"I'd like to thank my friends here who gave me this little whip, It's really lovely, I'll keep it and cherish it forever..."
"On Your Feet Or On Your Knees" is another of the all time greatest live albums that were churned out in the mid-70s. "Kiss Alive!", "Frampton Comes Alive" and UFO's "Strangers In The Night" were all powerhouse albums showing an awesome live sound, and presenting the respective songs as far superior to the studio releases with lead guitar brilliance from respectively Ace Frehley, Peter Frampton and Michael Schenker. BOC have a much more raw sound and the extended lead guitar solos are stunning; Donald "Buck Dharma" Roeser is really given a chance to ignite the atmosphere with electrical charges of guitar energy, surely he is his element on the live stage where he can be allowed to run riot on his Gibson SG lead guitar. Eric Bloom is wonderful on lead vocals, stun guitar, and synthesizer, Allen Lanier keep things cranking on keyboards, and the rhythm section of the Bouchard brothers on bass and drums gives it the drive and power it needs. The band are simply dynamic throughout the concert, and the added sections of lead guitar licks and extended codas, as well as Bloom's banter and the roar of the crowds make this an irresistible slice of proto prog, early metal history.
'The Subhuman' is a great rocking opener to set things in motion. The band sound fresh and enthusiastic, hammering out the classic from "Secret Treaties". This is followed up swiftly with 'Harvester Of Eyes' where the guitars are heavy slabs of lead generating a brilliant sound, with Bloom screaming like a banshee "right in front, to the back of your skull." This is akin to Sabbath or Purple at their best.
'Hot Rails To Hell' from "Tyranny and Mutation" is next with a spine crushing solo, and played at a blistering pace. Next is 'The Red And The Black' that had to be here, and the riffs are furious with scorching lead breaks from Dharma. The astonishing musicianship sets the bar very high but it prepares us for the blockbuster to follow.
'Seven Screaming Diz-Busters' is an 8:49 tour de force of blitzkrieg lead guitar and crunching riffs. Eric Bloom intros it by saying he likes his whip and he will cherish it forever, presumably thrown to him from someone in the crowd. This live version was my first taste of BOC 28 years ago when I heard it on the metal show. This is the version I will always cherish, too awesome for words, with the greatest riffs that lock into your skull, and then there is the towering lead solo. Dharma's guitar screams in pain and the solo is full of fret melting ferocity with vicious string bends. The interlude is Bloom telling the crowd all about how the band apparently were visited by a mysterious man who promised them they would be famous and rock legends as long as they signed a secret deal, in blood! Apparently they did and now the mystery man wants to reclaim the payment, and he is coming back for them. This is as sinister as the band gets as far as atmosphere, and it features some frenetic lead work from Dharma, and shimmering organ phrases from Lanier. The drums are attacked by Albert throughout and the bass is pulsating continually by Joe, the Bouchard brothers. The best BOC for me personally without a doubt as I love the extended lead soloing and overall atmospherics.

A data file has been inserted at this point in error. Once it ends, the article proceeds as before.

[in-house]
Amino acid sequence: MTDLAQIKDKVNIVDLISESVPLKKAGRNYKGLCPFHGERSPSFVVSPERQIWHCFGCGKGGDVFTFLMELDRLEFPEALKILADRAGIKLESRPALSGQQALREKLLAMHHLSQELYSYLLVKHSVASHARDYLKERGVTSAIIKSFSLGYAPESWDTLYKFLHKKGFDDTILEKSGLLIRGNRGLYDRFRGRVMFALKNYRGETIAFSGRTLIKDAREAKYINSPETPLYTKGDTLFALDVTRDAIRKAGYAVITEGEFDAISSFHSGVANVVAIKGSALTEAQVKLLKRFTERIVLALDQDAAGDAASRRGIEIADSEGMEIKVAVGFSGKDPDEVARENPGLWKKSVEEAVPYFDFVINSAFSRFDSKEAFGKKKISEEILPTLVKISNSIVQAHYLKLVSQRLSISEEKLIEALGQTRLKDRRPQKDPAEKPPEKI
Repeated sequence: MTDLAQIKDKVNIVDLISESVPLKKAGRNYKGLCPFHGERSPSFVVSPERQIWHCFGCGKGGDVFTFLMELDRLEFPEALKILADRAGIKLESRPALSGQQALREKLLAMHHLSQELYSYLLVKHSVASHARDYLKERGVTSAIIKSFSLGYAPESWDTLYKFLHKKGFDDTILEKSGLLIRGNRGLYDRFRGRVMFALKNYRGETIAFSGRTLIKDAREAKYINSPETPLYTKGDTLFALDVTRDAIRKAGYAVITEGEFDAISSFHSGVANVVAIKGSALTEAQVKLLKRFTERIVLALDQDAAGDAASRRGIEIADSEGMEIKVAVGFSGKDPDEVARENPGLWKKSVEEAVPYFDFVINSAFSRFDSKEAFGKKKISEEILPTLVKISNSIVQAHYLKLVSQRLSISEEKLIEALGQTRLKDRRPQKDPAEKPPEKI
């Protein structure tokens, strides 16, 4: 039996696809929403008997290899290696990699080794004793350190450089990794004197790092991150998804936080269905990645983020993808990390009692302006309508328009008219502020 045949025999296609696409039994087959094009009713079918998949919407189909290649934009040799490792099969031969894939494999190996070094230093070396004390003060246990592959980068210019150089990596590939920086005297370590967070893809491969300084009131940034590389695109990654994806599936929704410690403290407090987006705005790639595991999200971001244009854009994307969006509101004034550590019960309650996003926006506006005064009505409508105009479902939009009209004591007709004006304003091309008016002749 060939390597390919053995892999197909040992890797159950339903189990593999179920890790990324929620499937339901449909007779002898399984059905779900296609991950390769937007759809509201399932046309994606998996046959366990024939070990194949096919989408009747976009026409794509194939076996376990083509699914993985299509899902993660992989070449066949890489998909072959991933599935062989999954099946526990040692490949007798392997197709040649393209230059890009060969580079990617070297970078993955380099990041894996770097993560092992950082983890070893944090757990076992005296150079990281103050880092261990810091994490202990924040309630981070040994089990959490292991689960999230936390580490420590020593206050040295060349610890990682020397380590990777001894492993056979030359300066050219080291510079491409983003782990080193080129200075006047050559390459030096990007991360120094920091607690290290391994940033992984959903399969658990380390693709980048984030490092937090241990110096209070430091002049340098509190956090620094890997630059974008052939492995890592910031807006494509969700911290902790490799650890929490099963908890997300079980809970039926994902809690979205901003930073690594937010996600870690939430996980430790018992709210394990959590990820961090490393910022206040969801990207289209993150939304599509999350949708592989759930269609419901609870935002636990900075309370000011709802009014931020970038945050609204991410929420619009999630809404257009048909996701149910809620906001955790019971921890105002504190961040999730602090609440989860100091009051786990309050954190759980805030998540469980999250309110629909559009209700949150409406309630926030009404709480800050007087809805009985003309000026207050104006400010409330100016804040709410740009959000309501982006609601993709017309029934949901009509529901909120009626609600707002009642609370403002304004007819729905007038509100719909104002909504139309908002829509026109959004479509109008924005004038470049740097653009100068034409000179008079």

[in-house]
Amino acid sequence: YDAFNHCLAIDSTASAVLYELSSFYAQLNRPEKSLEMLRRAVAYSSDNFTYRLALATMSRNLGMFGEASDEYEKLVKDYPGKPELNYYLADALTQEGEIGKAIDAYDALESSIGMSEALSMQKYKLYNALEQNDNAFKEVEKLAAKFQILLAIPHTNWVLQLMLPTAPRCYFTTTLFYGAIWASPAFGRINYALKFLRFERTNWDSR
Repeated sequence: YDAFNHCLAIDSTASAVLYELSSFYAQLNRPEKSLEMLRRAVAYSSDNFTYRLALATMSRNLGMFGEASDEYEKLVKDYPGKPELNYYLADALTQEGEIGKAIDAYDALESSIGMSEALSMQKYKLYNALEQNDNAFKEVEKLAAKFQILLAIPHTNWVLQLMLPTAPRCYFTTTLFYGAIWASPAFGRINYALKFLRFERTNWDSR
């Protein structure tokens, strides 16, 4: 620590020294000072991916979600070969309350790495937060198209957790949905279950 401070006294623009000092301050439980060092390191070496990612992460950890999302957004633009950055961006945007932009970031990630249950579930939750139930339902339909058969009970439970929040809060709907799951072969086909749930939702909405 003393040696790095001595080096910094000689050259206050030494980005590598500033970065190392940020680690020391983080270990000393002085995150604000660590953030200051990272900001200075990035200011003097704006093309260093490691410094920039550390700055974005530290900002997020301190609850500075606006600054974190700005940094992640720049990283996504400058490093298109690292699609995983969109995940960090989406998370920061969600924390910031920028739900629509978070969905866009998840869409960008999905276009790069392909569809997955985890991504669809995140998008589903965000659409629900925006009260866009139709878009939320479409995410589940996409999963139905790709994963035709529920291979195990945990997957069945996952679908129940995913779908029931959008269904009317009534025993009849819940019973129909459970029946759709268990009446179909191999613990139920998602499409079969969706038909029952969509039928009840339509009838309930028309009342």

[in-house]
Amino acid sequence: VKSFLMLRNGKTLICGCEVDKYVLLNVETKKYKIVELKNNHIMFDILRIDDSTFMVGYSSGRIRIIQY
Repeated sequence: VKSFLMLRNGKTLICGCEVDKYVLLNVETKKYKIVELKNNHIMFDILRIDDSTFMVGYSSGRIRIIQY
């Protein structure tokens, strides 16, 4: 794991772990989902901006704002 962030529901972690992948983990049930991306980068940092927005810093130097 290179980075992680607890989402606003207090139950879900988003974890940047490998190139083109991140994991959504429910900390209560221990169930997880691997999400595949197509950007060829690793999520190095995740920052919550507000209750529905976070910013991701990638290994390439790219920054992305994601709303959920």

'Buck's Boogie' is an amazing instrumental guitar workout, and the Hammond drives it home beautifully. The lead guitar break is blues and rock revved to the max and this is a fast paced jam session to unleash what the band do best. The classic '(Then Came The) Last Days Of May' which is very popular has a nice blues melody and some beautiful lead guitar passages. 'Cities On Flame' is the live staple heard many times, a riff heavy gem from the early album, and is played with passion here. The power riffs are a delight and Bloom really belts this out with a lot of volume.
'Me 262' is an 8 minute riffer that is even better than the version on "Secret Treaties"; it really rocks hard. It is followed by 'Before The Kiss (A Redcap)' that is a nice moderate track before they unleash a blues deluge of guitar energy on the 9 minute 'Maserati GT (I Ain't Got You)'. This features Dharma on extended lead solo and it is absolutely delightful to hear him break out into huge guitar improvisations as the band lock into a bluesy groove, similar to Ten Years After's Alvin Lee in some respects.
The band are reintroduced for an encore and they launch into 'Born To Be Wild', the Steppenwolf classic. This is way better and heavier than the original and it is great to hear BOC play a cover. Of course the song has grinding organ like the original, but I love Bloom's heavy vocal treatment. There is freakout of organ and guitar in the extended solo. Dharma has a killer time of it blazing out awesome chord progressions and searing variations on the riffs. They turn a relatively simple rocker into a complex sonic guitar workout.
In my opinion, having heard 5 studio albums, and some others live, this is as good as it gets for BOC. It is a live triumph capturing the early 70s vibe, and some of the best lead guitar you are likely to hear. Every song is a tour de force that slaughters the originals for sheer unadulterated in your face rock. This is the way to experience BOC, and it is proto metal as well as having moments of invigorating prog musicianship. It comes highly recommended as a 70s live treasure; a veritable masterpiece for Blue Oyster Cult.